Blank stares. Yesterday, I sat at my kidney shaped table with five students still struggling with long division and ten empty eyes stared back at me. Ten beautiful eyes that I've watched sparkle with curiosity and discovery this year. Ten eyes that were connected to five competent and bright brains. As a new teacher, those empty eyes would have frustrated me. I would have complained the students just weren't trying hard enough. After seven years in the classroom I know the truth. This is my fault. Somewhere along the path to mastering long division, I had slipped up and allowed these perfectly capable students to believe it was a concept too hard for them to grasp.

Anyone who has taught for very long and takes the time to truly connect to their students has seen this phenomena. For some children when a problem is perceived as too difficult their brains simply shut down. This is most evident to me in math. Specifically in math that requires multiple steps, such as long division. Yesterday, one of my students who has mastered all of her multiplication facts could not tell me how many groups of 2 she could make from 4. She was attempting to divide 47 by 2. The multiple steps of Divide, Multiply, Subtract, Divide, Multiply, Subtract had her all discombobulated. Once I started walking her through it and asked her what she would need to multiply by 2 to equal 4, she looked at me with those empty eyes. Actually empty isn't the right description. Those pretty brown eyes were swimming with a mixture of fear, panic, and sadness. She has made great strides in math this year. She had begun to believe she is good in math and all of that confidence was crumbling in front of my eyes. I grabbed four markers because they were the closest objects to me, "Honey, divide these markers into two even groups." Yes, I call my students honey, honey bun, sweetie, darling, and the occasional sugar plum. I'm from south Alabama and these terms of endearment are as natural as the camelia trees blooming in January.

My student's hands trembled a little bit as she reached out for the markers. All of a sudden, those bright eyes flashed and looked up at me."Oh! It's 2. Like 2 x 2 = 4," she said before she dissolved into giggles. The other frustrated students around the table looked up from their work and started to giggle, too. Before I knew it they were all laughing out loud with her. What renders a bright student incapable of answering a question they could have answered without hesitation fifteen minutes before?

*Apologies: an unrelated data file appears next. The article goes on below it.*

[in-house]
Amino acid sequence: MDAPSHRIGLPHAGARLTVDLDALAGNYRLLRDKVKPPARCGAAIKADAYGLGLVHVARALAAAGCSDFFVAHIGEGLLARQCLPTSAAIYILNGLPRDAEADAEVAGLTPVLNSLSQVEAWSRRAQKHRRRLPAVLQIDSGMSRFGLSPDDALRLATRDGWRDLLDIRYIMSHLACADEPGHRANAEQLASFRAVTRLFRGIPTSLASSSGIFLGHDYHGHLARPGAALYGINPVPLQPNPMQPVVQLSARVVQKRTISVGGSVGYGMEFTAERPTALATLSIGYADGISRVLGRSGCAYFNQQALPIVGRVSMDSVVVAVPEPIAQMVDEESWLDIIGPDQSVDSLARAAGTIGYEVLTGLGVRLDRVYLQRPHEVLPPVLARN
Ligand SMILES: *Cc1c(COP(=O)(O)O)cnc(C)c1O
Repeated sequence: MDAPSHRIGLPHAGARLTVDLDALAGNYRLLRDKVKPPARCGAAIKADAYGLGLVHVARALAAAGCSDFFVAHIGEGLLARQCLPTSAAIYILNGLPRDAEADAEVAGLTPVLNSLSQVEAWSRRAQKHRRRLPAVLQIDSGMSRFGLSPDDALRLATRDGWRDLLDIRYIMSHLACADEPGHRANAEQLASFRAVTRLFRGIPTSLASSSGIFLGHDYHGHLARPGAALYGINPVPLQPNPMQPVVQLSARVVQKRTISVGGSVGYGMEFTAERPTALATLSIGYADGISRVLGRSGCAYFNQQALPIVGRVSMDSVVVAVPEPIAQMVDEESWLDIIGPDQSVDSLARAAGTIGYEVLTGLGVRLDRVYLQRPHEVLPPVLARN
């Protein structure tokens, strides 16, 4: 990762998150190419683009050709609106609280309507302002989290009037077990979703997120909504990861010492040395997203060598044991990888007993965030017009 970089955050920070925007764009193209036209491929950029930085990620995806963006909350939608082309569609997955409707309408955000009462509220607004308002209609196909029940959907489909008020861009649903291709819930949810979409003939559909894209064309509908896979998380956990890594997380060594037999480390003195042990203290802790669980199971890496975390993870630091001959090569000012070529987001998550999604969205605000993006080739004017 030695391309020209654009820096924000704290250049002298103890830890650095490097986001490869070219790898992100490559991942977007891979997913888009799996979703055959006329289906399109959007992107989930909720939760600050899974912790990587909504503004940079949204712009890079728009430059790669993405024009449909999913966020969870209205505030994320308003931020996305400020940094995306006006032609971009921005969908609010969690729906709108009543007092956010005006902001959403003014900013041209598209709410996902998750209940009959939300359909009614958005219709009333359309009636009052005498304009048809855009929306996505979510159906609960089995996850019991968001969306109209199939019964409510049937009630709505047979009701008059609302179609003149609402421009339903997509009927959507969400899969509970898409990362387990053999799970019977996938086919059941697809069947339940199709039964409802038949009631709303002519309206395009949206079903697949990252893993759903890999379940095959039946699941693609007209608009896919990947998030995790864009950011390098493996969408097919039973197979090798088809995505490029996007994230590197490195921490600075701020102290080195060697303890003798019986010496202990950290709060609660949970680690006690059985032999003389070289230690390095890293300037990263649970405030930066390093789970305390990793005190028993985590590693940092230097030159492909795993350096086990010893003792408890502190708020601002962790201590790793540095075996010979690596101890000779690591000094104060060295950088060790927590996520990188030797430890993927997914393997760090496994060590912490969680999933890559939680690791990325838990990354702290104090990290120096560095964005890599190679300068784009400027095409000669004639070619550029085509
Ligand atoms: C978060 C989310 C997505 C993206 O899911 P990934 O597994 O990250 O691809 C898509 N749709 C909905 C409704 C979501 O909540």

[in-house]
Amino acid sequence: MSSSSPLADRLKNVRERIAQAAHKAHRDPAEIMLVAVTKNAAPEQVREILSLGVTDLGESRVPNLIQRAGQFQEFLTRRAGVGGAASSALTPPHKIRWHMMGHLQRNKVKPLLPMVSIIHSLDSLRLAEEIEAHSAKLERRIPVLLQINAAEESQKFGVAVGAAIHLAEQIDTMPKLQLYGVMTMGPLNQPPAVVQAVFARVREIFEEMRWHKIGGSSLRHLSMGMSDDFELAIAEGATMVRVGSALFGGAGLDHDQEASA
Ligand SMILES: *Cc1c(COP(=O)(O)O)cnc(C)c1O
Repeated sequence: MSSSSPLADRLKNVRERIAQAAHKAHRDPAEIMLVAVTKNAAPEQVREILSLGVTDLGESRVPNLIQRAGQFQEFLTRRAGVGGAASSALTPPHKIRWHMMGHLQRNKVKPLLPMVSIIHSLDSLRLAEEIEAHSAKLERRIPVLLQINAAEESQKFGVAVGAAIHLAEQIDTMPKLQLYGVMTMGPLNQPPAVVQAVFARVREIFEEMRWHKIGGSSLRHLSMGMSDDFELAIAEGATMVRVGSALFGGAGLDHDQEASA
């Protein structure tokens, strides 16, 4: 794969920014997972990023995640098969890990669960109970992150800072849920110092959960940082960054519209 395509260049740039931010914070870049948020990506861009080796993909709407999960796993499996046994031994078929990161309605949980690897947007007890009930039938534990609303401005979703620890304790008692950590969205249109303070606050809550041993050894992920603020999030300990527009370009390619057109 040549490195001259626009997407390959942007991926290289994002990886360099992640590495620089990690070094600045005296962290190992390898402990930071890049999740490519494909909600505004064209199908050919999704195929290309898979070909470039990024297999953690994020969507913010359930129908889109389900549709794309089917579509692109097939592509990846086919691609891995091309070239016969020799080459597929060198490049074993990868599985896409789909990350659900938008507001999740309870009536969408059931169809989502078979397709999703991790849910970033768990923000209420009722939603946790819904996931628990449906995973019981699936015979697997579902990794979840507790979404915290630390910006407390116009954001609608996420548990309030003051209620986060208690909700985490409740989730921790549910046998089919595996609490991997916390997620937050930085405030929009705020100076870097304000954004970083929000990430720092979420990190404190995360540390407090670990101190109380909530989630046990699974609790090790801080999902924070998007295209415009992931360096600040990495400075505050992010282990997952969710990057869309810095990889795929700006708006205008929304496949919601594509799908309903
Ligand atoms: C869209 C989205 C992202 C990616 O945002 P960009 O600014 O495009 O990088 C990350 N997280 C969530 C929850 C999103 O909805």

I woke up before anyone in my house this morning and curled up on my sofa with a cup of tea determined to research the problem until I found out. I ran into a few roadblocks. First of all, it just took me three wordy paragraphs to explain the situation. I wasn't sure how to type that into a Google search. Most of my searches for students blanking or freezing brought up examples of children with serious attachment issues or autism. There are good articles on test anxiety. I assume it is related to this issue, but it isn't exactly the same. We were still in the explaining and teaching phase. I have children standing on the edge of a cliff, but I'm right beside them. I want to know how to walk children back from that ledge with my words and actions.The best information I found was in an article by Dr. Rick Nauert on psychcentral.com. He reports on a study from Stanford University School of Medicine that involved scanning the brains of 2nd and 3rd graders as they completed math problems. According to Dr. Nauert's article, "They discovered that those that felt panicky about doing math had increased activity in brain regions associated with fear, which cause decreased activity in parts of the brain involved in problem-solving." This tell me that when one of my students looks at me with those blank eyes, I need to stop. I've already lost them. Their problem-solving part of the brain has already gone to sleep.

The study divided the students into two groups. One group claimed they felt panicky about doing math and the others didn't. Although the article didn't state it, I'm going to assume that those students who claimed they feel panicky about doing math would also claim they were bad in math. The interesting part of the study is that the children in both groups had similar IQs, reading and math abilities, working memory and generalized anxiety levels. Math anxiety is real, folks, and it isn't related to ability. Isn't related to ability? Students who feel they are bad in math, may have just as much ability to tackle math as the "good math students?" Maybe I'm making too big of a leap but maybe there is no such thing as being bad in math. After all, I know all of my students are capable of mastering third grade math. A few may take a little longer to grasp it, but they are all going to be able to do long division by the end of the year. Instead of spending hours on Pinterest and TPT looking for a better way to explain it, perhaps I need to spend more time looking for ways to ease that anxiety, so the problem solving center of their brains will be able to shine. Good thing we have an awesome school counselor and two of my dearest friends are phenomenal psychologists. I have some phone calls to make. I'll keep you updated as my rowdy kids and I launch our war on math anxiety!

I highly recommend you read Dr. Nauert's entire article. It has excellent information.